There’s no room for comfort in Berman’s critique: If he’s right, we’re doomed. Hope he’s wrong, then, but by all means...

DARK AGES AMERICA

THE FINAL PHASE OF EMPIRE

A resounding, if sometimes overwrought, indictment of all that is wrong with American culture, from arrogance to xenophobia and all points between.

As sociologist and cultural critic Berman (Wandering God, 2000) notes, the rest of the world hates us because we don’t know it hates us—and don’t much care. The American empire is both military and cultural, and both are weaker than we think; two pitiable Asian nations are enough to pin down our vaunted fighting forces, and “many of America’s values in the early twenty-first century are corrosive, and unless the nation can do some rather elaborate soul searching, it needs to lose influence in the rest of the world.” Neocons will dismiss the claim that America’s influence is anything but benign, but Berman fires with both barrels at a culture that, he argues, is rapidly slipping into “second- or third-rate status” as an international power, to be replaced, one supposes, by China, which by Berman’s account is just an Asian iteration of the same problem, in which society is an arena for personal enrichment with none of the requisite reciprocal obligations. The great mass of Americans, by Berman’s depiction, live lives driven by “infantile needs and impulses,” thereby—and here he grows breathless—making possible a society marked by latchkey kids, college graduates who can’t find America on a world map, idiotic television shows, obese mall-goers, knee-jerk reactionaries and a president who “lack[s] the ground-level gray matter necessary for the job.” Not that it’s all Bush’s fault. By Berman’s lights, he’s a symptom—but also a cause, a perfect exemplar of a Darwinian society that doesn’t believe in Darwinism, a country of a few wealthy people and of “competition, extreme individualism, and loneliness forced onto everybody else,” what passes for freedom these days.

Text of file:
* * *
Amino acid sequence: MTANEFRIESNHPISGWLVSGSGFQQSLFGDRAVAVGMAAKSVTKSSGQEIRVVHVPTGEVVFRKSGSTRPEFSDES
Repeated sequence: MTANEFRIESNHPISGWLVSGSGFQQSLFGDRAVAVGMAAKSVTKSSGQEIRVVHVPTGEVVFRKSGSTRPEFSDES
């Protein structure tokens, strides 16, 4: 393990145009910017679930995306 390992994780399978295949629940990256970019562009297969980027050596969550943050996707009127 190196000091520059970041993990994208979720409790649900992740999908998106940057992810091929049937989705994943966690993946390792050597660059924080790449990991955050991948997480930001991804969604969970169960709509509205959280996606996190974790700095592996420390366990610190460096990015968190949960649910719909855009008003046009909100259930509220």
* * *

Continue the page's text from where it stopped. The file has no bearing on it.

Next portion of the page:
There’s no room for comfort in Berman’s critique: If he’s right, we’re doomed. Hope he’s wrong, then, but by all means consider his provocative argument.

Pub Date: April 11, 2006

ISBN: 0-393-05866-2

Page Count: 416

Publisher: Norton

Review Posted Online: May 20, 2010

Kirkus Reviews Issue: Feb. 1, 2006

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However charily one should apply the word, a beautiful book, an unconditionally involving memoir for our time or any time.

I KNOW WHY THE CAGED BIRD SINGS

Maya Angelou is a natural writer with an inordinate sense of life and she has written an exceptional autobiographical narrative which retrieves her first sixteen years from "the general darkness just beyond the great blinkers of childhood."